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Reliquary figure Kota
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African art > African Reliquary > Kota Reliquary

Ex-collection French African art.
The cult of ancestors, the bwete (Northern Kota) was at the heart of the social and religious life of the Kota and has many analogies with that of the Fang. In the exclusive presence of insiders, the clan's major decisions were made during ceremonies during which the reliquaries were taken out and used. In order to reactivate the magic charge, the initiates rubbed the relic with sand. In the Kota, these figures have reached a degree of stylization and amazing abstraction: reduced to the shoulders and to the "Bras" topped by a large face, the latter can be concave (female) or convex (male). The warhead face topped by a small tubular outgrowth here offers two cabochon eyes with a pupil on either side of an edge instead of the nose. Thin strips of ...


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Gelede crest mask
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African art > African mask > Gelede Mask

The Gelede in African art.
In Nigeria, also in Benin, this African mask in the form of a janiform hem is accompanied by its costume in cotton cloth and colorful velvet. It is used for the rejoicing dances of the Gelede society, and on the occasion of the funeral of its followers. These masks occur in pairs, each with a specific name. A scene composed of musicians and acrobats rests on a round-bump, circular pattern, depicting a snake, and reptiles are carved on the walls of the hem. Desication cracks, strong erosion of the base of the part. Skate mate.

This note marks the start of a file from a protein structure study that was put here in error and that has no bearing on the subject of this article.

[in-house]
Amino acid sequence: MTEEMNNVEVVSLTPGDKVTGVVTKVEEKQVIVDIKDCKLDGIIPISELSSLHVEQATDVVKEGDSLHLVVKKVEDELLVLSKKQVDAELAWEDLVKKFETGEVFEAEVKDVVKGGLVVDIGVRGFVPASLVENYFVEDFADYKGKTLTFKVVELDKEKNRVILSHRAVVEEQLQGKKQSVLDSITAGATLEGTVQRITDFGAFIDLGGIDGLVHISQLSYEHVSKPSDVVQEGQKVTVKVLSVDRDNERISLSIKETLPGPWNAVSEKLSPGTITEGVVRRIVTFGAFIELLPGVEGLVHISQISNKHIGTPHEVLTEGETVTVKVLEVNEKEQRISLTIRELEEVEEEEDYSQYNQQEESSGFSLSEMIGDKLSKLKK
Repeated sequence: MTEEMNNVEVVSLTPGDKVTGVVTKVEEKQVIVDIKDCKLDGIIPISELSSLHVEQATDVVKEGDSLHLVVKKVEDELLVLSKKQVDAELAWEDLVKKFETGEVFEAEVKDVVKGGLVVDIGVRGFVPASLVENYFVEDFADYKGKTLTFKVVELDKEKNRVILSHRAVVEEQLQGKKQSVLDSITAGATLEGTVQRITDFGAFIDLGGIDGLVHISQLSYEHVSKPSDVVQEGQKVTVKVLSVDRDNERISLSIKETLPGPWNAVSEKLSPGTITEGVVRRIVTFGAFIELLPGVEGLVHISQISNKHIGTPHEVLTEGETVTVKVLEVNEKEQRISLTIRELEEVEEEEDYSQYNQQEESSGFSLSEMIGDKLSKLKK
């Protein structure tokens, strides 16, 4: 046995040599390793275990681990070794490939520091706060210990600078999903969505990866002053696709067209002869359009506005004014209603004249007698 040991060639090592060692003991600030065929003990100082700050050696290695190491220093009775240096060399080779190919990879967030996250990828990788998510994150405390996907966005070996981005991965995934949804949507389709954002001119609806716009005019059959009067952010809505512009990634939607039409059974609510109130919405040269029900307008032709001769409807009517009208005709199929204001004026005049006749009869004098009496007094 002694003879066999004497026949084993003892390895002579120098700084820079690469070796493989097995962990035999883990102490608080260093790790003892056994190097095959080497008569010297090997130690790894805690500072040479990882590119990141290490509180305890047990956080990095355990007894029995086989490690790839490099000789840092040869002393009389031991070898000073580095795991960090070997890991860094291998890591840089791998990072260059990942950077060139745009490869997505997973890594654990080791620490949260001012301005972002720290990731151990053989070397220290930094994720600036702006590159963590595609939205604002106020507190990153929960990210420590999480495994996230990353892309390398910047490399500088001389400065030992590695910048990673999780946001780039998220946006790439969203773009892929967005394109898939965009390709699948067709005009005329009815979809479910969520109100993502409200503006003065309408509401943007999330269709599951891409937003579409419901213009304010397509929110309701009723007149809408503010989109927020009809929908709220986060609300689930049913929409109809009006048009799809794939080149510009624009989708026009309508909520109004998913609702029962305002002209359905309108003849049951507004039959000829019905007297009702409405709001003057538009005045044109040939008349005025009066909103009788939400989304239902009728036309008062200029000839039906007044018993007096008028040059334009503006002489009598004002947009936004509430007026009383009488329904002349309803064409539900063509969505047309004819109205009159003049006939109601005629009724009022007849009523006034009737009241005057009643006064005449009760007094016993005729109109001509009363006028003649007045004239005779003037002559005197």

Gelede Country in Nigeria pays tribute to mothers, especially the oldest of them, whose powers would be comparable to those of the Yoruba gods, or orisa , and ancestors, osi and who can be used for profit but also for the ...


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Mangbetu anthropomorphic slit drum
African art > Djembe TamTam > Mangbetu Drum

African court art Mangbetu and statues of ancestors
This traditional musical instrument features a hollowed-out soundbox topped with a head. The stick that accompanies it in a miniature shape. The geometric patterns on the object evoke the bodily paintings and tribal scarifications of the Mangbetu, similar to those of the Asua pygmies with whom the tribe had relations. The latter varied depending on the circumstances. The fan hairstyle was sported by the Mangbetu: from an early age, the children were compressed from the cranial box by means of raffia bonds. Later, the Mangbetu \


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240.00

Bronze Rider Sao
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African art > African Rider > Rider Sao

In African art, Sao Sokoto-inspired works are mostly imprinted with the equestrian world. Within the ethnic group, small copies of riders usually in bronze are melted and worn like talismans, patinated and lustrous by friction. They are seen above all as a remedy to fight possession by evil spirits. The horse represents the spirit of the person who is possessed, while the genius who possesses it is symbolized by the rider. Comes with a rectangular plexi support. More than an ethnic group, the Sao are a civilization that has now disappeared. They were found between the 12th and 14th centuries in a geographical area stretching along the borders between Chad, Cameroon and Nigeria. This bronze, inspired by the finest Sao achievements, has a copper patina. The warriors depicted on their mounts ...